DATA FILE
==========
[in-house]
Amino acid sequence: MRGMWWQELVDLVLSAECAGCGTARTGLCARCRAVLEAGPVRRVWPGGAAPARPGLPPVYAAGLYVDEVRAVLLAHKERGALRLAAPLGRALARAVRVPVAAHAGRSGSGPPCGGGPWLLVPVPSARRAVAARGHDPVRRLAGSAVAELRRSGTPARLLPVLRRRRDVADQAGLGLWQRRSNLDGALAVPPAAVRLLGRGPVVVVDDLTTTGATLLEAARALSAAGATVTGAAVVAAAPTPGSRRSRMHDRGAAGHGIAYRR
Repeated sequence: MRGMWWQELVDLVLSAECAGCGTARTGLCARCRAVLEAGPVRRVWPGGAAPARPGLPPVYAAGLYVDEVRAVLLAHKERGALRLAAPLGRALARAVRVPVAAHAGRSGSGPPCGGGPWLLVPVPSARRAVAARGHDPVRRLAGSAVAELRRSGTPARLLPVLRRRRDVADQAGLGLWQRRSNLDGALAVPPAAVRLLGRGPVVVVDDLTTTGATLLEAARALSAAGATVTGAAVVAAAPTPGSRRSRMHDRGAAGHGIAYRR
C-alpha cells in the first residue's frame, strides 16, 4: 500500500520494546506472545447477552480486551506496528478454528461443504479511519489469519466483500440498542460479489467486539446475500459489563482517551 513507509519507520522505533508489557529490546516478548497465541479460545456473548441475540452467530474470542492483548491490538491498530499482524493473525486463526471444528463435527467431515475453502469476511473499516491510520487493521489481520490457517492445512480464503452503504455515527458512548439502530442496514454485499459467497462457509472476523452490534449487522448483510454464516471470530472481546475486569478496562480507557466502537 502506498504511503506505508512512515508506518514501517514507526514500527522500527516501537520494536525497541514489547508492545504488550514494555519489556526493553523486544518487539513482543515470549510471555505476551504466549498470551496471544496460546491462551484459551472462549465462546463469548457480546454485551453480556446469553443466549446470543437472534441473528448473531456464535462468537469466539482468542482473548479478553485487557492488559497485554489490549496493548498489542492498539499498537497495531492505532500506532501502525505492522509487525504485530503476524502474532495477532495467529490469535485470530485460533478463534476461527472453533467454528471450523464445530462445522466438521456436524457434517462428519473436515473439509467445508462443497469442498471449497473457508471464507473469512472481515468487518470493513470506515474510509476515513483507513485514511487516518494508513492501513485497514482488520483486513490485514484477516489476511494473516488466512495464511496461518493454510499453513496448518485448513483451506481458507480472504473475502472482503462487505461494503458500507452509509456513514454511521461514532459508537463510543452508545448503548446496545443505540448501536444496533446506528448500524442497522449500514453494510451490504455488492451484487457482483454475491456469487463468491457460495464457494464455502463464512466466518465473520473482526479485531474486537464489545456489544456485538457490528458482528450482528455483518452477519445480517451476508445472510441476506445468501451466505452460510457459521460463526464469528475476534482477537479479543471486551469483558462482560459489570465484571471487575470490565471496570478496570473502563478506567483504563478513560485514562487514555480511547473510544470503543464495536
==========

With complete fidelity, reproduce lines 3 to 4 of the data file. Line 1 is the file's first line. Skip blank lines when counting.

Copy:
Repeated sequence: MRGMWWQELVDLVLSAECAGCGTARTGLCARCRAVLEAGPVRRVWPGGAAPARPGLPPVYAAGLYVDEVRAVLLAHKERGALRLAAPLGRALARAVRVPVAAHAGRSGSGPPCGGGPWLLVPVPSARRAVAARGHDPVRRLAGSAVAELRRSGTPARLLPVLRRRRDVADQAGLGLWQRRSNLDGALAVPPAAVRLLGRGPVVVVDDLTTTGATLLEAARALSAAGATVTGAAVVAAAPTPGSRRSRMHDRGAAGHGIAYRR
C-alpha cells in the first residue's frame, strides 16, 4: 500500500520494546506472545447477552480486551506496528478454528461443504479511519489469519466483500440498542460479489467486539446475500459489563482517551 513507509519507520522505533508489557529490546516478548497465541479460545456473548441475540452467530474470542492483548491490538491498530499482524493473525486463526471444528463435527467431515475453502469476511473499516491510520487493521489481520490457517492445512480464503452503504455515527458512548439502530442496514454485499459467497462457509472476523452490534449487522448483510454464516471470530472481546475486569478496562480507557466502537 502506498504511503506505508512512515508506518514501517514507526514500527522500527516501537520494536525497541514489547508492545504488550514494555519489556526493553523486544518487539513482543515470549510471555505476551504466549498470551496471544496460546491462551484459551472462549465462546463469548457480546454485551453480556446469553443466549446470543437472534441473528448473531456464535462468537469466539482468542482473548479478553485487557492488559497485554489490549496493548498489542492498539499498537497495531492505532500506532501502525505492522509487525504485530503476524502474532495477532495467529490469535485470530485460533478463534476461527472453533467454528471450523464445530462445522466438521456436524457434517462428519473436515473439509467445508462443497469442498471449497473457508471464507473469512472481515468487518470493513470506515474510509476515513483507513485514511487516518494508513492501513485497514482488520483486513490485514484477516489476511494473516488466512495464511496461518493454510499453513496448518485448513483451506481458507480472504473475502472482503462487505461494503458500507452509509456513514454511521461514532459508537463510543452508545448503548446496545443505540448501536444496533446506528448500524442497522449500514453494510451490504455488492451484487457482483454475491456469487463468491457460495464457494464455502463464512466466518465473520473482526479485531474486537464489545456489544456485538457490528458482528450482528455483518452477519445480517451476508445472510441476506445468501451466505452460510457459521460463526464469528475476534482477537479479543471486551469483558462482560459489570465484571471487575470490565471496570478496570473502563478506567483504563478513560485514562487514555480511547473510544470503543464495536